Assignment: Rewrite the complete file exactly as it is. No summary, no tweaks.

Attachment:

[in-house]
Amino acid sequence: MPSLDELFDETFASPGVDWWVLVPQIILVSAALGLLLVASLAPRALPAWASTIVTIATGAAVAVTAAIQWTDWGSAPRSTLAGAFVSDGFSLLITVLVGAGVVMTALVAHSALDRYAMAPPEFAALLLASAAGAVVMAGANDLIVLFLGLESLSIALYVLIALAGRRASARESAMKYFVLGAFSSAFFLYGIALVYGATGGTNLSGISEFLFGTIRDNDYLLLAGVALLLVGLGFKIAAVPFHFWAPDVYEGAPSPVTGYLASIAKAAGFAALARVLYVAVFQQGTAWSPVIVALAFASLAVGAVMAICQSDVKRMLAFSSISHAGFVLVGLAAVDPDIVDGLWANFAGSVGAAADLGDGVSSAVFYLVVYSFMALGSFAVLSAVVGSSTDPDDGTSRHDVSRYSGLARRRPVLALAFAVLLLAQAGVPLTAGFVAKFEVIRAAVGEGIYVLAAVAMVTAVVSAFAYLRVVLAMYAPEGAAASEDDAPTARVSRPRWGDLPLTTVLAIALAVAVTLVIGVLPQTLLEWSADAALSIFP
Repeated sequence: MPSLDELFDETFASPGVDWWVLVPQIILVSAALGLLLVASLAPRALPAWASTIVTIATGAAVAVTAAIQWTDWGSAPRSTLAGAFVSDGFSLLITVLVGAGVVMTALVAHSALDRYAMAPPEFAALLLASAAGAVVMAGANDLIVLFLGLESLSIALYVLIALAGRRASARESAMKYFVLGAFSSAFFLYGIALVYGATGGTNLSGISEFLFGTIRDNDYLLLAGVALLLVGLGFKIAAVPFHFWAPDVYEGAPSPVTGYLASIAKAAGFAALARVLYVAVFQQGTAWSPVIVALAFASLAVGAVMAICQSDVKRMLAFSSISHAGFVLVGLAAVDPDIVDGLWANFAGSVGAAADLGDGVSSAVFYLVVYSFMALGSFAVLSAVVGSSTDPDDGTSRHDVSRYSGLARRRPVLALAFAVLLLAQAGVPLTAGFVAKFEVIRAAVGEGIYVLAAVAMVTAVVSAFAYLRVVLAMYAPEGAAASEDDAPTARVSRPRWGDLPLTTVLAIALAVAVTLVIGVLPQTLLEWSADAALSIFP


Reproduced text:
[in-house]
Amino acid sequence: MPSLDELFDETFASPGVDWWVLVPQIILVSAALGLLLVASLAPRALPAWASTIVTIATGAAVAVTAAIQWTDWGSAPRSTLAGAFVSDGFSLLITVLVGAGVVMTALVAHSALDRYAMAPPEFAALLLASAAGAVVMAGANDLIVLFLGLESLSIALYVLIALAGRRASARESAMKYFVLGAFSSAFFLYGIALVYGATGGTNLSGISEFLFGTIRDNDYLLLAGVALLLVGLGFKIAAVPFHFWAPDVYEGAPSPVTGYLASIAKAAGFAALARVLYVAVFQQGTAWSPVIVALAFASLAVGAVMAICQSDVKRMLAFSSISHAGFVLVGLAAVDPDIVDGLWANFAGSVGAAADLGDGVSSAVFYLVVYSFMALGSFAVLSAVVGSSTDPDDGTSRHDVSRYSGLARRRPVLALAFAVLLLAQAGVPLTAGFVAKFEVIRAAVGEGIYVLAAVAMVTAVVSAFAYLRVVLAMYAPEGAAASEDDAPTARVSRPRWGDLPLTTVLAIALAVAVTLVIGVLPQTLLEWSADAALSIFP
Repeated sequence: MPSLDELFDETFASPGVDWWVLVPQIILVSAALGLLLVASLAPRALPAWASTIVTIATGAAVAVTAAIQWTDWGSAPRSTLAGAFVSDGFSLLITVLVGAGVVMTALVAHSALDRYAMAPPEFAALLLASAAGAVVMAGANDLIVLFLGLESLSIALYVLIALAGRRASARESAMKYFVLGAFSSAFFLYGIALVYGATGGTNLSGISEFLFGTIRDNDYLLLAGVALLLVGLGFKIAAVPFHFWAPDVYEGAPSPVTGYLASIAKAAGFAALARVLYVAVFQQGTAWSPVIVALAFASLAVGAVMAICQSDVKRMLAFSSISHAGFVLVGLAAVDPDIVDGLWANFAGSVGAAADLGDGVSSAVFYLVVYSFMALGSFAVLSAVVGSSTDPDDGTSRHDVSRYSGLARRRPVLALAFAVLLLAQAGVPLTAGFVAKFEVIRAAVGEGIYVLAAVAMVTAVVSAFAYLRVVLAMYAPEGAAASEDDAPTARVSRPRWGDLPLTTVLAIALAVAVTLVIGVLPQTLLEWSADAALSIFP